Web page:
A SWF directed at UK small & midcap companies would be material in size (a large fund is typically c.£1bn) and able to support growth investment. It could also be a cornerstone investor in IPOs to kick-start the market. In addition, there would likely be additional investment (ie crowding in) as other funds recognised the potential to turbo-charge the market.

Using the NatWest funds to establish a SWF would initially be net neutral for government funding, but should generate a material return given the current valuation gap on UK small & midcap companies and through the ability to accelerate UK economic growth.

The Ondra report also suggests reinvesting 50% of North Sea windfall tax. This would have an impact on government borrowing in the short term, but the benefit of additional economic growth should significantly outweigh in the medium term.

An interesting comparison is with the French SWF – Bpifrance. Bpi has a remit to support public and private companies to help entrepreneurs and businesses thrive. It now has over €50bn of AuM and an equity portfolio of €17bn. This encompasses helping smaller companies grow and large cap investments in companies considered strategic for the national economy, and which can benefit from a stable long-term shareholder ownership.

Bpifrance and Caisse des Depots have combined to actively support IPOs in France with a budget of €800m, as discussed here. The benefits of this approach were demonstrated with the recent IPO of Planisware, where Caisse des Depots was a cornerstone investor.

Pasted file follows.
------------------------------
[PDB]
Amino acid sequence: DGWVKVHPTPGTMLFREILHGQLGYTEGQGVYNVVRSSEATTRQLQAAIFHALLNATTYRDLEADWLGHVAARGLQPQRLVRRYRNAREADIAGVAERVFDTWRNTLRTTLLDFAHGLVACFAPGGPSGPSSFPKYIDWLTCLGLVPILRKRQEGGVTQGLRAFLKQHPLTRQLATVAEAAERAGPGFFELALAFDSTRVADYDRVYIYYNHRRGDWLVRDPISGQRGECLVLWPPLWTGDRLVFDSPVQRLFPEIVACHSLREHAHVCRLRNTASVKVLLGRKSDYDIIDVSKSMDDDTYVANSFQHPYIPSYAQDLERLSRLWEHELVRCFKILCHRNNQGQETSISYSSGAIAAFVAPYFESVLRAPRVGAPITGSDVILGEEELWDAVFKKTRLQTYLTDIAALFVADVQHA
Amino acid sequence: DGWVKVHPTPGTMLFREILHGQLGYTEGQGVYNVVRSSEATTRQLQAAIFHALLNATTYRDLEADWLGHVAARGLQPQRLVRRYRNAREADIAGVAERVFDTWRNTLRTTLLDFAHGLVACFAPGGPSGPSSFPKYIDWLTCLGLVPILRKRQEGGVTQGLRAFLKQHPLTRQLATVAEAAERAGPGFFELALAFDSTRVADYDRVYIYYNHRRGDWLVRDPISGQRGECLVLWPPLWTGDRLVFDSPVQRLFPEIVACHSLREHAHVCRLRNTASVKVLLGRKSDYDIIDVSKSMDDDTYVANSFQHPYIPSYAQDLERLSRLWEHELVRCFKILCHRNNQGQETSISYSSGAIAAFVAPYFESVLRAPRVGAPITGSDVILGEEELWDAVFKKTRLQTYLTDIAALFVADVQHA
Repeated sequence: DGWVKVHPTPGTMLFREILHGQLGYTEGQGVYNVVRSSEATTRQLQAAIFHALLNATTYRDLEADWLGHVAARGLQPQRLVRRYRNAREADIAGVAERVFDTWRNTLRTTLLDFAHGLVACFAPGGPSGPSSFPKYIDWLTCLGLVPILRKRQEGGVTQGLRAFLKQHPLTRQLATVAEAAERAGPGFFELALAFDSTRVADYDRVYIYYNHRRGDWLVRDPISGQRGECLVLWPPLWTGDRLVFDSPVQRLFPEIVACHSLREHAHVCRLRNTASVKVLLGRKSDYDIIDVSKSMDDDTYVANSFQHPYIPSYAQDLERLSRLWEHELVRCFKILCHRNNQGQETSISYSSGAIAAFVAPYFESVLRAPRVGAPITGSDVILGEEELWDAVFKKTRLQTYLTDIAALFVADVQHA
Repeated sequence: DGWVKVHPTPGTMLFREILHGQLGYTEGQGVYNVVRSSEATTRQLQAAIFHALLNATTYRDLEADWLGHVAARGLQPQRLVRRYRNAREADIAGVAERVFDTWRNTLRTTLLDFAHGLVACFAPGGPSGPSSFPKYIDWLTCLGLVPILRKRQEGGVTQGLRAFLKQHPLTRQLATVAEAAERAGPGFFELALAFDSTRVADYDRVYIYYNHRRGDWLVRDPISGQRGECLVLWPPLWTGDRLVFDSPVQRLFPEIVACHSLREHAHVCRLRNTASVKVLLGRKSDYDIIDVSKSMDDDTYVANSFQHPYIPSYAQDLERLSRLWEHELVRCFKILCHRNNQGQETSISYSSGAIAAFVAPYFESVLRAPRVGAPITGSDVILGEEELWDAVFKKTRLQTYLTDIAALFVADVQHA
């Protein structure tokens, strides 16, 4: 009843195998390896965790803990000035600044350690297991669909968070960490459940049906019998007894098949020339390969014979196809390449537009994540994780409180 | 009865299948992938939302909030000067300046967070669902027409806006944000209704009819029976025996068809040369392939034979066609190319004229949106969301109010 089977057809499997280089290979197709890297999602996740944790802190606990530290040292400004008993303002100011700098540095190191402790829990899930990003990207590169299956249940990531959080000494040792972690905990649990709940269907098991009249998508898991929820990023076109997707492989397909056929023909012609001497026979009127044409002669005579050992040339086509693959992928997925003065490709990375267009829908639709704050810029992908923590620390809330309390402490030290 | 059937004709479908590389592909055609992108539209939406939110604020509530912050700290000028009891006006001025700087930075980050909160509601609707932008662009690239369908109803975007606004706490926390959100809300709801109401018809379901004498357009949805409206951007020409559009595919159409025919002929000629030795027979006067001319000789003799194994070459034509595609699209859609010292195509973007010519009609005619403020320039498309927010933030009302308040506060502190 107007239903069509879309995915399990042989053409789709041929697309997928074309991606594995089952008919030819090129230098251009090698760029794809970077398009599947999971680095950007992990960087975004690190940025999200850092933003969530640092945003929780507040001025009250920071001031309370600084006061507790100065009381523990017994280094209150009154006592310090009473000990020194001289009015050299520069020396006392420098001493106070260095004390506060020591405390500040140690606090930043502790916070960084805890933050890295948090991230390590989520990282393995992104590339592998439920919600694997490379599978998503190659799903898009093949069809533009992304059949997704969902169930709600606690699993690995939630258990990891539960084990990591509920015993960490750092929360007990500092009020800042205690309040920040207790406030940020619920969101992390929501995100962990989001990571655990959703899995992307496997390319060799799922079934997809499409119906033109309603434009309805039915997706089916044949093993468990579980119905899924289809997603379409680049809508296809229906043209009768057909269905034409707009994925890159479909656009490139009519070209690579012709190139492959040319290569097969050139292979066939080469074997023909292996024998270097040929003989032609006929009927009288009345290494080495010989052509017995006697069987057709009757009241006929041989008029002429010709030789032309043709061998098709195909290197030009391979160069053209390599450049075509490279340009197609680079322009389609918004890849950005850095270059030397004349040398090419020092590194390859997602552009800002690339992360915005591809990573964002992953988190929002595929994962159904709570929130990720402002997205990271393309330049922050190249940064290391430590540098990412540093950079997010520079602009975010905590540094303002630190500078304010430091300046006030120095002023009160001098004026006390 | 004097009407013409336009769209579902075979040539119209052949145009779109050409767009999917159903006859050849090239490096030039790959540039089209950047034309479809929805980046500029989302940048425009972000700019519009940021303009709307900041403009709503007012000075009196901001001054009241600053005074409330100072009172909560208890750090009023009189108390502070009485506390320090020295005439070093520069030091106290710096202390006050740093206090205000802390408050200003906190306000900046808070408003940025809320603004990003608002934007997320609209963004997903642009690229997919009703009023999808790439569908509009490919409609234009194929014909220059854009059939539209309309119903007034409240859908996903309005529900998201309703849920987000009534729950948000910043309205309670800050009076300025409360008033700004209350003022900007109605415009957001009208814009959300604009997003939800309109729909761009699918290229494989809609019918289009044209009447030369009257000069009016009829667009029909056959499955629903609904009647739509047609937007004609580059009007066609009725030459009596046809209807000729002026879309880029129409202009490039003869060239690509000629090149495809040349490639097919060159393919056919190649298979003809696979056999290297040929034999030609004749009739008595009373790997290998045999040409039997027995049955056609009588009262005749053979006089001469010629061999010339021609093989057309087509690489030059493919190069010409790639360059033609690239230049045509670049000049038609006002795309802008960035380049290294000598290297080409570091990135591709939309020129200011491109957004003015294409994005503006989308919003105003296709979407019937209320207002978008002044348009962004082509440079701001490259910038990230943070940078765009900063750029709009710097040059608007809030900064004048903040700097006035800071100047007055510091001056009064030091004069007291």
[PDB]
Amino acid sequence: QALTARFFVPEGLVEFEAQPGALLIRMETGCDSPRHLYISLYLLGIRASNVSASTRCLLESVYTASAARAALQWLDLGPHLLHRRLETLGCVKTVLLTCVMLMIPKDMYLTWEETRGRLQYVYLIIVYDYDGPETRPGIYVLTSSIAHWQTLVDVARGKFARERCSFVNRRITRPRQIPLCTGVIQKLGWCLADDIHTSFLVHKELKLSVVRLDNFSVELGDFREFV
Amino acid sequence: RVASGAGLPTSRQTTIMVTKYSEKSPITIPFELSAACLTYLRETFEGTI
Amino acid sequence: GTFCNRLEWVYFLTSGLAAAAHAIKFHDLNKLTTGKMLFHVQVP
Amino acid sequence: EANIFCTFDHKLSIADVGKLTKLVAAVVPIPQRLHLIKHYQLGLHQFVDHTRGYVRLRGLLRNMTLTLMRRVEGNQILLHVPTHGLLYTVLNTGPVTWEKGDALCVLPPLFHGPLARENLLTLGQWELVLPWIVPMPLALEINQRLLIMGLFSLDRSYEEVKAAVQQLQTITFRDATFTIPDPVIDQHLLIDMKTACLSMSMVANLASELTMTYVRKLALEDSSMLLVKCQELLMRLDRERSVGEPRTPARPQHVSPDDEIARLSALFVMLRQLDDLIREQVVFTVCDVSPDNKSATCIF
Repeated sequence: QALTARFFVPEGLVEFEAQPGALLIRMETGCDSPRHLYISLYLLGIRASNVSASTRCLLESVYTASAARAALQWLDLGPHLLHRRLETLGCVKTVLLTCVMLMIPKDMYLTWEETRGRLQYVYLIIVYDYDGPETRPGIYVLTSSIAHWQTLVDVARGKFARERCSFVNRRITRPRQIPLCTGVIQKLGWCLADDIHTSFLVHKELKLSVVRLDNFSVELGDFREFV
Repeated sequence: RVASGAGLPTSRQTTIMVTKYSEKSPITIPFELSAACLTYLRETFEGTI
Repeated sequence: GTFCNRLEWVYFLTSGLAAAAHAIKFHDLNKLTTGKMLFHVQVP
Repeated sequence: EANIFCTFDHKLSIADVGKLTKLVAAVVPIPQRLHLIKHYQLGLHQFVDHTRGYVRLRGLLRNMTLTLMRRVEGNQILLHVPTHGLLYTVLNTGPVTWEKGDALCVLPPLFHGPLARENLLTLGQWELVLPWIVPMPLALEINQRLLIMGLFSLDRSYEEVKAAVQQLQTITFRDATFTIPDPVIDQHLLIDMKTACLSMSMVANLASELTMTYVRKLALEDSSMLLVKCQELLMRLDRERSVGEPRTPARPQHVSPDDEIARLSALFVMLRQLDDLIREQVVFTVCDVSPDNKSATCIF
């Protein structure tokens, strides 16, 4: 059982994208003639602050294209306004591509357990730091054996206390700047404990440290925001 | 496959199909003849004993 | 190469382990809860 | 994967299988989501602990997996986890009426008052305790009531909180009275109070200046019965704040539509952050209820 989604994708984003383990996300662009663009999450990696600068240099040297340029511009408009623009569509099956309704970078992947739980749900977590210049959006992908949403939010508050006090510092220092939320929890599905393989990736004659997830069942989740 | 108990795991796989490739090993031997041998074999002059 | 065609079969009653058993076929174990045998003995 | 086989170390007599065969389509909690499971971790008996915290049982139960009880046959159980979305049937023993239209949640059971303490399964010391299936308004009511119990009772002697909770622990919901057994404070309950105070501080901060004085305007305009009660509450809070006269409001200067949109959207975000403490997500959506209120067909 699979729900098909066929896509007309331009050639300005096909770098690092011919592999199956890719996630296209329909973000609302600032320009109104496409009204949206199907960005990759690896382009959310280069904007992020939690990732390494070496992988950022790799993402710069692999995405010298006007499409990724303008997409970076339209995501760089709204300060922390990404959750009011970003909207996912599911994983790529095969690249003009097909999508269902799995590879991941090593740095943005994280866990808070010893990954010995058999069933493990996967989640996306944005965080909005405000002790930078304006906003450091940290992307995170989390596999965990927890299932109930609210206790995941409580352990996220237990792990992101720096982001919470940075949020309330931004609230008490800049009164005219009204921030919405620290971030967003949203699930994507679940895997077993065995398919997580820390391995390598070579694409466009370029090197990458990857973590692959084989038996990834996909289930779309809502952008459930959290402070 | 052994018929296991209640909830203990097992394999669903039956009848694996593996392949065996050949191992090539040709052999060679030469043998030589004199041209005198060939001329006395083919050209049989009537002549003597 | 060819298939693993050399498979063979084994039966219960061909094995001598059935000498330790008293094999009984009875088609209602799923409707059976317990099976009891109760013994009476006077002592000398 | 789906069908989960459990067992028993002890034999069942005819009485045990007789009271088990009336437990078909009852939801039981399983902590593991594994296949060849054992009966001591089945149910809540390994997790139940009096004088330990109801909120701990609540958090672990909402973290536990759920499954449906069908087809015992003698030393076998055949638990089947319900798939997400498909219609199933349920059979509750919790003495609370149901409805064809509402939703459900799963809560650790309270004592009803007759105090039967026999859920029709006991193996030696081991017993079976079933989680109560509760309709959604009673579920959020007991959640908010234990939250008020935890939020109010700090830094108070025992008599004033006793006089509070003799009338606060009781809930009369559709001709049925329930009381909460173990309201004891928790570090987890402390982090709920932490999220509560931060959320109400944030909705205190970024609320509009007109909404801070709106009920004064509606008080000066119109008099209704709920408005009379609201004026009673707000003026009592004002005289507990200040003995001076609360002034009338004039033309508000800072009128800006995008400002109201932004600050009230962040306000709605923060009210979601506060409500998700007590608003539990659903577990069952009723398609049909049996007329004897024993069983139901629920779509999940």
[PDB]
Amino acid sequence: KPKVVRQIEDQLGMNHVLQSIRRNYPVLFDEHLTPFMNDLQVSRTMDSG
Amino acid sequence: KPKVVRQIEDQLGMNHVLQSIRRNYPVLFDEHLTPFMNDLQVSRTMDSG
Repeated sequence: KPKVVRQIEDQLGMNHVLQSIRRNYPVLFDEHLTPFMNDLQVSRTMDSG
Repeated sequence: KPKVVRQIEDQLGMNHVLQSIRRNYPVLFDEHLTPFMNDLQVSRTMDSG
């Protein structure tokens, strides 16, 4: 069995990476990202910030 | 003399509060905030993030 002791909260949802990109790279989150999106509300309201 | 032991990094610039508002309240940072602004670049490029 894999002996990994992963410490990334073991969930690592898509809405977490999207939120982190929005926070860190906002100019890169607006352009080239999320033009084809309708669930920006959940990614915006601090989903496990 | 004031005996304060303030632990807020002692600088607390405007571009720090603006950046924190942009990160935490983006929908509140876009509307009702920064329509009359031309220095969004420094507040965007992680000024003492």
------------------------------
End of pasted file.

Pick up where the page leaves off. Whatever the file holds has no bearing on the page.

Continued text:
Encourage home advantage

Ondra rightly points out the UK’s record in creating market-leading businesses with unicorn status (as well as many smaller businesses). The problem is that many of these are funded by overseas investors, who understandably then want them to grow and list in their own market (ie the US). This is supported by federal funding and encouraged by market scale, local expertise and breadth/depth of investor appetite in the US.

There is no point in bemoaning this, as it is a core reason for the ongoing success of the US economy and its ability to draw in talent. The solution is to provide encouragement to companies and entrepreneurs to establish their businesses
in the UK, and to scale them, fund them and IPO them at home. We believe
all parts of this process are fundamental to ensuring we retain the next generation of great companies.

Ondra recommends a range of incentives for both entrepreneurs and early investors in start-ups. Perhaps these should also be tied to having a listing in the UK rather than an overseas market. This stands to reason if these companies benefit from UK capital and UK tax incentives (eg R&D credits). Our current tax regime does not encourage founders to stay and grow their business in the UK – instead it seems fixated on avoiding ‘lost’ tax and in so doing, ensures that the investment and growth goes overseas – strangely this opportunity cost is left out of the tax calculations.